Trade show outboarding does not mean strapping an outboard motor to your trade show boat, er… booth, nor does the phrase have anything at all to do with outboard motors or engines. Rather, trade show outboarding is done by trade show outboarders (also referred to as trade show parasites and not to be confused with the previously mentioned trade show zombies) and refers to companies that don’t pay for a trade show exhibit booth space, but instead rent a room in a nearby hotel and set up their “offsite” or “outboard” trade show booth in their hotel room or suite. I’m not sure how they manage to get traffic to their hotel room (do they wander around the trade show and hand out trade show giveaway pens with their hotel room number on the pens?), but apparently the “problem” (at least it is a problem to the trade show promoters that aren’t collecting the trade show exhibit space fees) is growing, and trade show organizers are asking the hotels to crack down on these trade show outboards.
As I said, I just don’t understand how the trade show outboarders would get much traffic to their hotel rooms, but apparently they do, or I don’t see why this would be an issue. I’m not sure where I stand on whether or not this tactic is “legitimate”… I support “guerilla marketing” but I also believe in “playing by the rules”. I’ve included a portion of the New York Times article below in which I first read about the practice of trade show outboarding. So what do you think? Would it work? Is it legitimate? [Read more →]
Some of my regular readers may have noticed that I’ve had a bit of a problem with my blogging regularity lately (translation – I haven’t posted in a while… a long while). No, I didn’t venture to the end of the world and fall off, nor was I abducted by trade show zombies. The Trade Show Guru blog isn’t obsolete… at least not yet. I’ve just been busy with other things – mainly work, but also spending time with my family over the holidays and watching an occasional movie (though I haven’t seen Avatar lately – I’m not that wealthy, at least not yet). But I know I need to make a blog post every now and then to keep this blog at least on life support, so what better topic than tradeshow booth babes. [Read more →]
Tags:trade show booths
One might think with the rise of the internet and online marketing, that there has been a shift of marketing dollars and resources away from traditional trade show marketing to online marketing and even “virtual” trade shows. That may be true.
One might also think with the recession and economic hard times, that companies have been cutting back on their trade show marketing expenditures. That is probably also true.
And finally, because of these things, one might think that trade shows are becoming a thing of the past, a proverbial marketing dinosaur, a modern day Pony Express. One might ask, “Are trade shows obsolete?” [Read more →]
September 19th, 2009 · Blogging
I hate “upgrading” software. As far as I’m concerned, if it ain’t broke, why “fix” it? I believe that for some software companies, “upgrades” are more about generating cash flow than about necessary new features or improvements. I seldom need any of the new “how have you lived without these” features. And I just don’t like the risk of the upgrade going haywire. Perhaps that’s why I stuck with IE6 for so long, thinking I’d wait until I got a new computer to change to a new version of Internet Explorer (I still haven’t gotten the new computer). Last year I finally got fed up with too many websites not working in IE6, but instead of upgrading to a newer version of Internet Explorer, I switched to Firefox (Firefox now keeps telling me I should upgrade, but I haven’t yet). Once I get software installed and it works, that’s it for me. And this same [crotchety] mindset applies to WordPress, until now. [Read more →]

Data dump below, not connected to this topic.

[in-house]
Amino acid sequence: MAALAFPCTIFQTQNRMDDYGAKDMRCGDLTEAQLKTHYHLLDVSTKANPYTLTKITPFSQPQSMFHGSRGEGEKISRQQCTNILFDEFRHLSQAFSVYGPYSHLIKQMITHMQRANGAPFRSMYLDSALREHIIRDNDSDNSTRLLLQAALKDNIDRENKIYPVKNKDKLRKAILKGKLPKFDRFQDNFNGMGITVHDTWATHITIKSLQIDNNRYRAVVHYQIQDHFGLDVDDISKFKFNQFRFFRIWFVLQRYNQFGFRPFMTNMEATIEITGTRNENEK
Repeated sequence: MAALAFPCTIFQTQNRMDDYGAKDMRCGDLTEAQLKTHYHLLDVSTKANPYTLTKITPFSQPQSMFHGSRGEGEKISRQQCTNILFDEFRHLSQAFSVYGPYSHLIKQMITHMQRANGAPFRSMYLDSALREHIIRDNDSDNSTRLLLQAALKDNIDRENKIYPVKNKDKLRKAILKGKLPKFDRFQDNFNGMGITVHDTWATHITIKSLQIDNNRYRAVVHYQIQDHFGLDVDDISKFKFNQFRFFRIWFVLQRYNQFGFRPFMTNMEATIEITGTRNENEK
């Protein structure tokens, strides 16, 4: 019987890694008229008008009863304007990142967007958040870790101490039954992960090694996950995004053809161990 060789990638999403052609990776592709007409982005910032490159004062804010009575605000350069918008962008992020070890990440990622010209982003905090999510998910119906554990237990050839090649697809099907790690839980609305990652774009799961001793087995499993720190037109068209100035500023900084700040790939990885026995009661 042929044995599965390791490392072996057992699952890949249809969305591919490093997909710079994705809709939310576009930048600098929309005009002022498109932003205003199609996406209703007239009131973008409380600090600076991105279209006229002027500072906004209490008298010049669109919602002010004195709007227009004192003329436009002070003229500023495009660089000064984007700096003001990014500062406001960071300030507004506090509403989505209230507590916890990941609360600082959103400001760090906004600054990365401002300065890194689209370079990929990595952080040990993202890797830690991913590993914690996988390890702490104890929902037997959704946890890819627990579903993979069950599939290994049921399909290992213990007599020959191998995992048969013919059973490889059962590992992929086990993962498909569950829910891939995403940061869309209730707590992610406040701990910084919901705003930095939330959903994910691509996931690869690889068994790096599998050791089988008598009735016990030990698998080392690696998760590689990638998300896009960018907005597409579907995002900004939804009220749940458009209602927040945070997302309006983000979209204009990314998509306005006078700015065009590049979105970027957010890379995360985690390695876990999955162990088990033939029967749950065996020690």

Every blogger should have a “random stuff” category. I know I am the Trade Show Guru, and you expect to read about trade show marketing here, but sometimes I get brain freeze on the subject of trade show marketing, and need to write about something else (actually, regular readers will know that this happens more often than just “sometimes”). Anyway, this is one of those times, and this is one of those list posts that bloggers love to write and people love to read, or so it is said.
I was working on the zip line out back that I built for my kids and needed a tool out of my tool box. Every good tool box has the basic tools: a hammer, a big screw driver, an adjustable wrench, vice grips, etc, plus enough other tools to make the tool box extremely heavy and difficult to move. But as I was rummaging through my tool box I realized that in addition to the many tools in it, there was also a blog post in it as well, figuratively speaking of course… Looking at the contents of my toolbox, I realized, as any Mr. Fix-It will know, a good toolbox will also have some very important “non-tools”. Here’s my list of the Top Ten Non-Tools for a Tool Box. [Read more →]